On a recent warm summer’s evening in Madrid, about 30 people dined alfresco on a meal of sauteed vegetables and mixed salad. Sounds enchanting except that all the food was rummaged through and extracted from waste bins on the street.
According to AFP’s Anna Cuenca, members of the “Comida Basura” (“Junk Food”) activist group in Spain, intermittently gather for a dining experience open to the whole neighborhood. The food they eat is collected by them from the local area trash.
The previous evening, members of “Comida Basura” rifled through the waste bins of food shops on the hunt for discarded ingredients until they found food in a rubbish container outside a fruit and vegetable store.
They found Swiss chards, apricots, tomatoes, carrots, bananas, medlars, half a pineapple, plus cabbages, cauliflowers, peppers, celery and cherry tomatoes.
“It is a good haul. Most of it’s in good condition,” said 50-year-old Txomin Calvo.
The following day the group ate at a table in a park of the working class district of Lavapies, opened to residents by the City Hall. The menu was cream of aubergine soup, grated carrots with tofu, green beans, vegetable and fruit salad.
“Comida Basura”began their effort in 2010 to protest the amount of good food going to waste. “To make it more than just a protest, we use it to give free food to people in difficulty,” Calvo said.
“Some days you can find a lot of really good stuff, on others almost nothing,” said 43-year-old Luis Tamayo, another founder of the group.
“The aim is to try to promote moderate, responsible consumption. We don’t have unlimited resources and we have to share with those who need it more. There are a lot of people,” said Miguel Carreno, another member of the group.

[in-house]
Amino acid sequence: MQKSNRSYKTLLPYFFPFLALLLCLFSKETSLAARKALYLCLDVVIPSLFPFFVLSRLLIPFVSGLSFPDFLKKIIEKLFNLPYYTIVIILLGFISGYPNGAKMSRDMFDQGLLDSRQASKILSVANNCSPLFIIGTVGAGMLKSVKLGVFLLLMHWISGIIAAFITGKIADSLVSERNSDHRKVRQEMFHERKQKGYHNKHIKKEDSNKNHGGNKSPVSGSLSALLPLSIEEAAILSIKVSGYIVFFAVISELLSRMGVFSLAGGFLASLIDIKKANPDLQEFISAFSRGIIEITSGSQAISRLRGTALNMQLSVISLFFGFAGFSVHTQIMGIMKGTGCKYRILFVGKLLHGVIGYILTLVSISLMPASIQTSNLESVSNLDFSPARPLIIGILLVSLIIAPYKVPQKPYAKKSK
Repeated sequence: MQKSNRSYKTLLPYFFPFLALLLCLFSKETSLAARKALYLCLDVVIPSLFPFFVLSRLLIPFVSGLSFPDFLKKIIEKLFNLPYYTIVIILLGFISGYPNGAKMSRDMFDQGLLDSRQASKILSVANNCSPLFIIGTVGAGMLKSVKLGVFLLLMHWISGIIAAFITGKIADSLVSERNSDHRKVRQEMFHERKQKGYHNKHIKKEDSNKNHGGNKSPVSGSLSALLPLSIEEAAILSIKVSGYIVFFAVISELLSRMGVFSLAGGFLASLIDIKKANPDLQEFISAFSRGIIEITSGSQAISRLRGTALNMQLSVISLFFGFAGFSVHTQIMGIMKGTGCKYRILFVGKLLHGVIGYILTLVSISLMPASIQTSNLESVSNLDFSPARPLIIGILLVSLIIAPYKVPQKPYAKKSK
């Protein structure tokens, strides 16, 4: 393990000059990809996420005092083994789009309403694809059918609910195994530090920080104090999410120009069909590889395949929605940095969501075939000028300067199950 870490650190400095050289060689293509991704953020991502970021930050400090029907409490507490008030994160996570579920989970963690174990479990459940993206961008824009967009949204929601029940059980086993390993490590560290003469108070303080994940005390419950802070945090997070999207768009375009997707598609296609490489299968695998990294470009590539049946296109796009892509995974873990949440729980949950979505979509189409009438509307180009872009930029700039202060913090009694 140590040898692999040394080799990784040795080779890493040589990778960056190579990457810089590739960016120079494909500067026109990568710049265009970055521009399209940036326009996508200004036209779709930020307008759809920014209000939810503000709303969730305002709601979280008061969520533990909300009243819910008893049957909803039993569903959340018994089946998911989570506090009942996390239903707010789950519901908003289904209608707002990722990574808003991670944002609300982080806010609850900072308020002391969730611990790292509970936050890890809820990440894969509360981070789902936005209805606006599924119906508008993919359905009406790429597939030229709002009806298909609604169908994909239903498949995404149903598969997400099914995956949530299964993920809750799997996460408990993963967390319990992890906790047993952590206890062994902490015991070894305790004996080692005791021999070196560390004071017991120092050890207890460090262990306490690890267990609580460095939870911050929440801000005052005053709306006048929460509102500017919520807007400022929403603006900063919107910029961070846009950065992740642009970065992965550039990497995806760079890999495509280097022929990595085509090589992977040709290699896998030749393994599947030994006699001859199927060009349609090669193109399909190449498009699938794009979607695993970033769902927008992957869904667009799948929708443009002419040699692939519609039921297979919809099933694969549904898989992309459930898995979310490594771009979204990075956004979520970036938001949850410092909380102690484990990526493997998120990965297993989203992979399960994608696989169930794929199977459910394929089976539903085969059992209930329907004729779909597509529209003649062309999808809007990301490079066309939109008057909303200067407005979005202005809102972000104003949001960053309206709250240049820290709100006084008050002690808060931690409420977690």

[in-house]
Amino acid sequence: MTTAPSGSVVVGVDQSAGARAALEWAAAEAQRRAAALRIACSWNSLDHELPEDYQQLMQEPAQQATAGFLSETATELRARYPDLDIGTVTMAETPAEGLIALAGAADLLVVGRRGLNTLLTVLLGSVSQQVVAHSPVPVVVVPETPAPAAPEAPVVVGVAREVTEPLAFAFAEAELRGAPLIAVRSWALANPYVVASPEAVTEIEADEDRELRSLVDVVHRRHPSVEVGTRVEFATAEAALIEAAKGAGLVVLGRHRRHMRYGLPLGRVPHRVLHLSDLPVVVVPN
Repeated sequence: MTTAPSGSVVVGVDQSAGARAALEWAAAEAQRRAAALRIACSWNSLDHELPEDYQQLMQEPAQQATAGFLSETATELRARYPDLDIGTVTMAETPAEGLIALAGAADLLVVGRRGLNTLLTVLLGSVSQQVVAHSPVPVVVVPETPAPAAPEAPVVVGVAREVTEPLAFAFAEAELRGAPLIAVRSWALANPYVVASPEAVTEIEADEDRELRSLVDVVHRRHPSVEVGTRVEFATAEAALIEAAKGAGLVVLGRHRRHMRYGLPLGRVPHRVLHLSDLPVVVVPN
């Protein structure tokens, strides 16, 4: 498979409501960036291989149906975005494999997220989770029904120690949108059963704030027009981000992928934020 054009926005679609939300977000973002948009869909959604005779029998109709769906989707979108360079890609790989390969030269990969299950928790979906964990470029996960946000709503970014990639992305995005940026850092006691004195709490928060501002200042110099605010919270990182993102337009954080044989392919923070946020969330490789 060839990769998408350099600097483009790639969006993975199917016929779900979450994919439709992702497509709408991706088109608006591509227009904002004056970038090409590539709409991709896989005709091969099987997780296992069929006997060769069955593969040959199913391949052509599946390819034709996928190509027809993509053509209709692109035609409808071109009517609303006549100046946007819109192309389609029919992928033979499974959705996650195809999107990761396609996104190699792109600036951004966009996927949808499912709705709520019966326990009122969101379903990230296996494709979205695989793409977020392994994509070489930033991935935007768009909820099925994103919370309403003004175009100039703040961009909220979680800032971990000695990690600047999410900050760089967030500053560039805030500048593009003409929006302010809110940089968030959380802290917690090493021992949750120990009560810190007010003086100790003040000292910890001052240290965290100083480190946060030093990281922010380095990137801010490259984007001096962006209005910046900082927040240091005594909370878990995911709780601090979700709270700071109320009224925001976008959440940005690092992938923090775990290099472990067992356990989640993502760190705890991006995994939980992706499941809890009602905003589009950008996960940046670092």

Cuenca notes that in addition to the ingredients found in bins, shopkeepers donated some food that had gone past the expiry date.
“I have no problem eating a meal like this because I know the food we throw out isn’t off,” said 44-year-old Pepe Rodriguez, who is unemployed and heard about the free dining from a friend.
“This isn’t rubbish to me. I have to say, it is really good.”
The movement started off in the United States in the 1990s as “freeganism”. But Cuenca points out that the movement has acquired a new meaning in Spain, which suffers from a deepening recession and financial crisis.
In May 2011, a UN Food and Agriculture Organization report said too many shopkeepers and consumers were throwing out food that was perfectly fit to eat because of excessive attention to outside appearance.
Cuenca claims Spanish shopkeepers are barred from donating out-of-date food and people who rummage through the bins in Madrid risk a 150-euro ($190) fine.
The group’s goal now is simply to concentrate on reaching more diners. “We would like this initiative to spread to every district,” said Ignacio, a 49-year-old member of the group.